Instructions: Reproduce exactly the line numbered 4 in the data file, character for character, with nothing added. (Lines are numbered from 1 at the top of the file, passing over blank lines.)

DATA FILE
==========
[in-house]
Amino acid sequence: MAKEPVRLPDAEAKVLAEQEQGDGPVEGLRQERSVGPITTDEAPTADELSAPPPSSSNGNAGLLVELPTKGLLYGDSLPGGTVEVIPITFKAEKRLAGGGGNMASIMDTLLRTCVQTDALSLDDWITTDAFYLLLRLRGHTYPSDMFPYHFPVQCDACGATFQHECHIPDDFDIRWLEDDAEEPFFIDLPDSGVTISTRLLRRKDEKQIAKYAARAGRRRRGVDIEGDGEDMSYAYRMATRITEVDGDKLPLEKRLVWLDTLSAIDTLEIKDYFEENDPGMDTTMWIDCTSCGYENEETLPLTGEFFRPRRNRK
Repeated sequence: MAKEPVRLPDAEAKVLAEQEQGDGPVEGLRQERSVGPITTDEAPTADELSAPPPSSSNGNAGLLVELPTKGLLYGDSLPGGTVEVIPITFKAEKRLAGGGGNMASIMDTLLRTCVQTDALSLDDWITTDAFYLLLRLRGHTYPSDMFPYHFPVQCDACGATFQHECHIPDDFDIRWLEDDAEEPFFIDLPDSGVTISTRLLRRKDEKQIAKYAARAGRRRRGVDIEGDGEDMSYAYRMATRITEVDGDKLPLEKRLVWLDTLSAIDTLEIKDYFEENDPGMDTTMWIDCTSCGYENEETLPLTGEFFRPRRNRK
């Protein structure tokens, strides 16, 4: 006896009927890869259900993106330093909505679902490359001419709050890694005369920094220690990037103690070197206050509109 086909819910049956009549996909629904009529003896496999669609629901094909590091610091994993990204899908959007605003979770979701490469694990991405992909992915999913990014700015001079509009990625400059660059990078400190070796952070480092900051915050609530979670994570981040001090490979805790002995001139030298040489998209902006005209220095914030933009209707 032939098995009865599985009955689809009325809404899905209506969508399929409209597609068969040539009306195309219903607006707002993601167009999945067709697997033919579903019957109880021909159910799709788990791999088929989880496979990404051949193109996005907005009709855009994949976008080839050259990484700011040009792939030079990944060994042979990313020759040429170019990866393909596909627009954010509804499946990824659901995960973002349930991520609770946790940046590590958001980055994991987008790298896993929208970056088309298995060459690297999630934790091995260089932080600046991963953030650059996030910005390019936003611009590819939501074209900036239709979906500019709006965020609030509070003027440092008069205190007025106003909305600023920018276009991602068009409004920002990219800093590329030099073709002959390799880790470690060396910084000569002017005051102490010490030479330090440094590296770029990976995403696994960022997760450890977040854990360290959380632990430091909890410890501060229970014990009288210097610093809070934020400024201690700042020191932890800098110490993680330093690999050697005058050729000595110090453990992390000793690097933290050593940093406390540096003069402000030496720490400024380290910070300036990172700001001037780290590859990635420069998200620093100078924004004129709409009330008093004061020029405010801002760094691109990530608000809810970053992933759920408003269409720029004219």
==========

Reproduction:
């Protein structure tokens, strides 16, 4: 006896009927890869259900993106330093909505679902490359001419709050890694005369920094220690990037103690070197206050509109 086909819910049956009549996909629904009529003896496999669609629901094909590091610091994993990204899908959007605003979770979701490469694990991405992909992915999913990014700015001079509009990625400059660059990078400190070796952070480092900051915050609530979670994570981040001090490979805790002995001139030298040489998209902006005209220095914030933009209707 032939098995009865599985009955689809009325809404899905209506969508399929409209597609068969040539009306195309219903607006707002993601167009999945067709697997033919579903019957109880021909159910799709788990791999088929989880496979990404051949193109996005907005009709855009994949976008080839050259990484700011040009792939030079990944060994042979990313020759040429170019990866393909596909627009954010509804499946990824659901995960973002349930991520609770946790940046590590958001980055994991987008790298896993929208970056088309298995060459690297999630934790091995260089932080600046991963953030650059996030910005390019936003611009590819939501074209900036239709979906500019709006965020609030509070003027440092008069205190007025106003909305600023920018276009991602068009409004920002990219800093590329030099073709002959390799880790470690060396910084000569002017005051102490010490030479330090440094590296770029990976995403696994960022997760450890977040854990360290959380632990430091909890410890501060229970014990009288210097610093809070934020400024201690700042020191932890800098110490993680330093690999050697005058050729000595110090453990992390000793690097933290050593940093406390540096003069402000030496720490400024380290910070300036990172700001001037780290590859990635420069998200620093100078924004004129709409009330008093004061020029405010801002760094691109990530608000809810970053992933759920408003269409720029004219």